Farmers agree to an advance payment of Rs. 2,450 per tonne
Chief Minister N. Rangasamy chaired the tripartite meeting between Government officials, the Cooperative Sugar Mills and the farmers to fix the price of sugarcane.
The meeting started out lot of heat, but the issue was resolved and it was decided that the farmers would accept an advance payment of Rs. 2,450 per tonne and the actual price would be determined at a later date.
According to sources, the sugarcane farmers, who started out demanding Rs. 3,000 per tonne for the year 2013-14, were pacified when they were promised an advance and discussions at a future date.
At the meeting, the rate for 2012-13 was also fixed. Initially, the sugarcane farmers had received Rs. 2,325 per tonne in 2012-13, and during the meeting they asked for an increase in that rate as well. After some discussion, it was agreed that they would accept an increase of Rs. 50 per tonne in last year’s rate and an additional amount of Rs. 75 per tonne.
This made it a total of Rs. 2,450 per tonne for 2012-13, which would cost the Cooperative Sugar Mill Rs. 2.50 crore extra.
“The main issue is that there is a decrease in high yield sugarcane. Last year we received 2,00,000 tonne of sugarcane, but this year we expect only 1.75 lakh tonne,” an official from the agriculture department said.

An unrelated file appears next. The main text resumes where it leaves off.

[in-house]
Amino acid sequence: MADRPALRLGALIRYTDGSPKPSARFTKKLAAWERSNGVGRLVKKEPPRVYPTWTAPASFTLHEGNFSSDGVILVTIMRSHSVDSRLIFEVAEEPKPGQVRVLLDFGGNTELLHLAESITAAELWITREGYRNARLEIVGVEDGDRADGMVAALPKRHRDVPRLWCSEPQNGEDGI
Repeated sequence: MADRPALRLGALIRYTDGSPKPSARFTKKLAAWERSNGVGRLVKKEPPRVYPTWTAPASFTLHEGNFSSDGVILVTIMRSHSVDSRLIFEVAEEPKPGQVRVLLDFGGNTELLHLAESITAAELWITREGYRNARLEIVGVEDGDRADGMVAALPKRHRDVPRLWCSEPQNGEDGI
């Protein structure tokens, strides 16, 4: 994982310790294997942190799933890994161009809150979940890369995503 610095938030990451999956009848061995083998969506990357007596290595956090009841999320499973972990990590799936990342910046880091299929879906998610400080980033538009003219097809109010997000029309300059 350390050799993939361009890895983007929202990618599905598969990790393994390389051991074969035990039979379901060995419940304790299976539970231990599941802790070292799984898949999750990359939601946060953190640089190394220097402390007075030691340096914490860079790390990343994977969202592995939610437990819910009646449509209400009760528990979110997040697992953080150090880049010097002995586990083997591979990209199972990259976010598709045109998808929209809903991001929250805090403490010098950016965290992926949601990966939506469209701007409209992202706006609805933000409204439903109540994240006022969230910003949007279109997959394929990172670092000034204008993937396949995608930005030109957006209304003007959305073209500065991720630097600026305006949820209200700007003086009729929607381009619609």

According to one of the farmers Kaliyamoorthy, the farmers were expecting at least Rs. 3,000 per tonne for 2013-14, since the cost of production had gone up astronomically.
CPI (M) MLA R. Ramamoorthy, who also attended the meeting, said that the price that is agreed upon only deals with the price of recovery. However, what the sugar mills fail to consider are the by-products.
The price that they fix is expected to cover all of them, which include ethanol, electricity generation and molasses, all of which are extremely useful.
The Raghavan Commission report had recommended that the price be fixed for the by products as well, and while the sugar mills are willing to accept all the other tenets of the report, they ignore this one.
The CPI (M) is also demanding that the Centre accept the M.S. Swaminathan Commission Report on price fixing, which says that the farmers should receive the cost of production and 50 per cent of the returns on the sugar.
Given that the local farmers produce more than sufficient sugarcane for local consumption, the import of sugar should also be stopped, he said.